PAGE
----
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François Catrou (French pronunciation: ​[fʁɑ̃swa katʁu]) (December 28, 1659 – October 12, 1737) was a French historian, translator, and Jesuit priest.



Catrou was born in Paris, the son of Mathurin Catrou, secretary to Louis XIV. During his college days a marked facility and grace in composition gave promise of his future literary success. At eighteen he entered the Society of Jesus. During his regular period of Jesuit probation and study his talents for preaching were discovered, and at the completion of his studies in 1690 he began his active career as a preacher, in which office he continued for ten years with remarkable success. In 1701 he founded the "Journal de Trévoux", and was an active member of its staff for twelve years. He died in Paris.


While engaged in journalistic duties Catrou found time for historical research, and to his productions in this line his fame is chiefly due.

History of the Mogul DynastyEdit

The Histoire generale de l'empire du Mogul was published in five duodecimo volumes in 1715. The matter was drawn, in the main, from the memoirs of the Venetian traveller Niccolao Manucci. It was translated into Italian as "Istoria generale del Imperio del Mogul" by Domenico Occhi and published in Venice in 1751. An English translation, the "History of the Mogul Dynasty" was published in London in 1826 and again, in 1907.[1]

History of Fanaticism in the Protestant ReligionEdit

Catrou's "Histoire du fanatisme dans la religion protestante" was a controversial work dealing principally with the Anabaptists and the Quakers. The best edition is that published in two duodecimo volumes in Paris in 1740.

Roman HistoryEdit

The "Histoire romaine", with geographical and critical notes, was published in twenty-one quarto volumes between the years of 1725 and 1737. It was edited a second time in 1737. The notes are from the pen of P. Rouillé, S.J. This gigantic work was translated into Italian by Fra Zannino Marsecco in Venice in 1730-37, and into English by R. Bundy, as The Roman History with Notes, done into English from the Original French of the Rev. Fathers Catrou and Rouillé in London in 1728-37, in six folio volumes. The French work was highly praised at the time for its deep research and solid reasoning, but its somewhat pompous style soon brought severe censure from the critics. Its appearance in an English dress gave occasion to some very bitter attacks; but, though censured, this work provided inspiration to British historian Nathaniel Hooke, who in his Roman History drew freely from the text of Catrou and more freely from the critical notes of Rouillé.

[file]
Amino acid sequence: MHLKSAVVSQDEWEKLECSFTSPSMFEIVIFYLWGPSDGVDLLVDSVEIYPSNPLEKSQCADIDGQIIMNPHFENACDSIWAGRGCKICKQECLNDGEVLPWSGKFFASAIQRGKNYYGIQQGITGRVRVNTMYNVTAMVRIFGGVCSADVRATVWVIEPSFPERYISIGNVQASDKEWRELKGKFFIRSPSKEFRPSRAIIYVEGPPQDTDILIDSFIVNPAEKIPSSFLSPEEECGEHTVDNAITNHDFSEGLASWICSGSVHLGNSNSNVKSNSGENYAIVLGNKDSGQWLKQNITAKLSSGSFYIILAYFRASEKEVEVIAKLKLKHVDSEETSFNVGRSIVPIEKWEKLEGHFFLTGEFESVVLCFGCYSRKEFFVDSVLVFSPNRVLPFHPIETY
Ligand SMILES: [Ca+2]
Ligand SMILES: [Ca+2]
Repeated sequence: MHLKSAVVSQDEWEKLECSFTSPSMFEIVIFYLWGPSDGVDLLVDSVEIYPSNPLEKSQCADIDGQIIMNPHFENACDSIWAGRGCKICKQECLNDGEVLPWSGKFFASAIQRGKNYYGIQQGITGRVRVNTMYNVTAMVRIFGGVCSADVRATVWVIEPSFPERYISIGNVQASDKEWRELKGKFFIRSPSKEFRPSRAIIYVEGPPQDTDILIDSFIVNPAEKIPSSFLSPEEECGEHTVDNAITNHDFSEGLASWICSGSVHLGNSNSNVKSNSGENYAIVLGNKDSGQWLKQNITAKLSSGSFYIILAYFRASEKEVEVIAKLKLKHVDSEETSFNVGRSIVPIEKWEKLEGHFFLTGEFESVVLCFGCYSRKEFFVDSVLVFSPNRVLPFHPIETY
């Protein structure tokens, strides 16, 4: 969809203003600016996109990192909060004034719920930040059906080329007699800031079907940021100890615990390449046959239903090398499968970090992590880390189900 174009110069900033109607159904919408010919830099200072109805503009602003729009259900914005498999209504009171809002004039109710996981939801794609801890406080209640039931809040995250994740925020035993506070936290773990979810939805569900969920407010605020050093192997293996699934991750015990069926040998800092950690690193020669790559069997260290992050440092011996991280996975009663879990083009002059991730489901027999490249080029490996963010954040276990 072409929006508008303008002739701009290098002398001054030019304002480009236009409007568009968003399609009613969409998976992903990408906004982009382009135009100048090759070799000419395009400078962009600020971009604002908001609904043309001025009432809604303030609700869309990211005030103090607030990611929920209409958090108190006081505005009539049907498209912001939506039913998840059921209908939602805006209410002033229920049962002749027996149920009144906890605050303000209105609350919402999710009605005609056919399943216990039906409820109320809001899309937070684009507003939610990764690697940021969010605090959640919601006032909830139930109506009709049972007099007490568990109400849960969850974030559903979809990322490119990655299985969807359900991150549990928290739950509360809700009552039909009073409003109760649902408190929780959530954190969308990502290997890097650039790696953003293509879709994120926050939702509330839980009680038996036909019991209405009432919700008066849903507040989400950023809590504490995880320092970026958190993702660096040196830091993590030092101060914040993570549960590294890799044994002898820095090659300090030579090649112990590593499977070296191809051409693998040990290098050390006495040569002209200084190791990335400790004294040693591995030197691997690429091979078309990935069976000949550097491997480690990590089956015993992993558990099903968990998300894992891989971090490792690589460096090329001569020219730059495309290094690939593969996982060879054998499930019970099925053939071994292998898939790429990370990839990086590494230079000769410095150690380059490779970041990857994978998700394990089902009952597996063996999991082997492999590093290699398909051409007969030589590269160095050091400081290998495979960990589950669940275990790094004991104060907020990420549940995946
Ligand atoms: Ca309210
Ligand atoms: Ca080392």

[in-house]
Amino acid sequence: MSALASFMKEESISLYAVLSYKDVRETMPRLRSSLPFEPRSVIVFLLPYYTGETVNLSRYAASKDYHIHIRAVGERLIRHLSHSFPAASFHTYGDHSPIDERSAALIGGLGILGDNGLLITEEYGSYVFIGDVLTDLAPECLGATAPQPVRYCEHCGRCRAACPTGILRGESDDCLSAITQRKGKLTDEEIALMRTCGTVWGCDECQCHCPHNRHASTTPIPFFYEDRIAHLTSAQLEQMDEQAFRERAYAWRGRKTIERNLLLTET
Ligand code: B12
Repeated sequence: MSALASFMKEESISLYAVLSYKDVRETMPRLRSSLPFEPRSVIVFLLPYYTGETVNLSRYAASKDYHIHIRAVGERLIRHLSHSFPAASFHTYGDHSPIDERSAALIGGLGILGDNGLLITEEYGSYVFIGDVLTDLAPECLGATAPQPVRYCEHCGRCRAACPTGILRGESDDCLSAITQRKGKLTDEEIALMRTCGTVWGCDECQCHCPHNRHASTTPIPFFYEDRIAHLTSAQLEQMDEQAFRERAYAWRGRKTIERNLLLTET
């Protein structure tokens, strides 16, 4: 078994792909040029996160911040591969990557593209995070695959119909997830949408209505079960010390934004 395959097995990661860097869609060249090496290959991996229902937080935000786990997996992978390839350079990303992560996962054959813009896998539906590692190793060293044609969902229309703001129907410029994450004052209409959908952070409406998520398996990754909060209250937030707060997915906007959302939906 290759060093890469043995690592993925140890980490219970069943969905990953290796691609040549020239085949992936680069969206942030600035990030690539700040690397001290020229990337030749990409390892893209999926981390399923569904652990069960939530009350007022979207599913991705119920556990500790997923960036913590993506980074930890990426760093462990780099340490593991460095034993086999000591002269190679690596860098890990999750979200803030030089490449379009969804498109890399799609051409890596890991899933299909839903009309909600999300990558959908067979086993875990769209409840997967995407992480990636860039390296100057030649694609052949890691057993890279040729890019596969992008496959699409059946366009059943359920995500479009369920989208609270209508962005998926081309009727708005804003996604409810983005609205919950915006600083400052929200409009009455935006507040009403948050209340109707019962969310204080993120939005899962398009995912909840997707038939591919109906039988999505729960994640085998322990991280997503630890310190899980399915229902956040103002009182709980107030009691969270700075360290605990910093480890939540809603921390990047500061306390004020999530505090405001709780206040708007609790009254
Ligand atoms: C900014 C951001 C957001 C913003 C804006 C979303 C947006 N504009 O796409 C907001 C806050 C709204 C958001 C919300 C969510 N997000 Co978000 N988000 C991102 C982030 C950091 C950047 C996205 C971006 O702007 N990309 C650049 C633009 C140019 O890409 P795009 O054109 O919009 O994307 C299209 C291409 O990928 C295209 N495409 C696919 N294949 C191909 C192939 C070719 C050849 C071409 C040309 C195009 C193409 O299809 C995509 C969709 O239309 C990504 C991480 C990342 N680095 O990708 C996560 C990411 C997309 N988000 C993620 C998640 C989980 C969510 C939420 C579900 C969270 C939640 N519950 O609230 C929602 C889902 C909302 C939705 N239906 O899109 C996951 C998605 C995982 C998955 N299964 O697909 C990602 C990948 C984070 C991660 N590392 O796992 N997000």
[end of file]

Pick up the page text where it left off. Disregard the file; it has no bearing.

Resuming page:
Translation of VirgilEdit

Catrou's translation of Virgil contained critical and historical notes. The translation is at all times free and not infrequently inaccurate. The notes and the accompanying life of Virgil manifest a thorough acquaintance with both poem and poet. Catrou's Virgil was a constant companion of the historian Edward Gibbon during his early studies. "I always consulted the most learned and ingenious commentators" he writes in his autobiography; "Torrentius and Dacier on Horace, and Catrou and Servius on Virgil".

  This article incorporates text from a publication now in the public domainHerbermann, Charles, ed. (1913). "François Catrou". Catholic Encyclopedia. New York: Robert Appleton.  The original article was by Dennis J. Kavanagh.

Works onlineEdit


  1. ^ Storia do Mogor or Mogul India 1653-1708 by Niccolao Manucci, Venetian. Translated and with Introduction and Notes by William Irvine. In four vols. London: Murray 1907 (several Indian reprints). - The foreword contains a detailed description of Catrou's method of dealing with Manucci's text (pp.xvii-xxvi).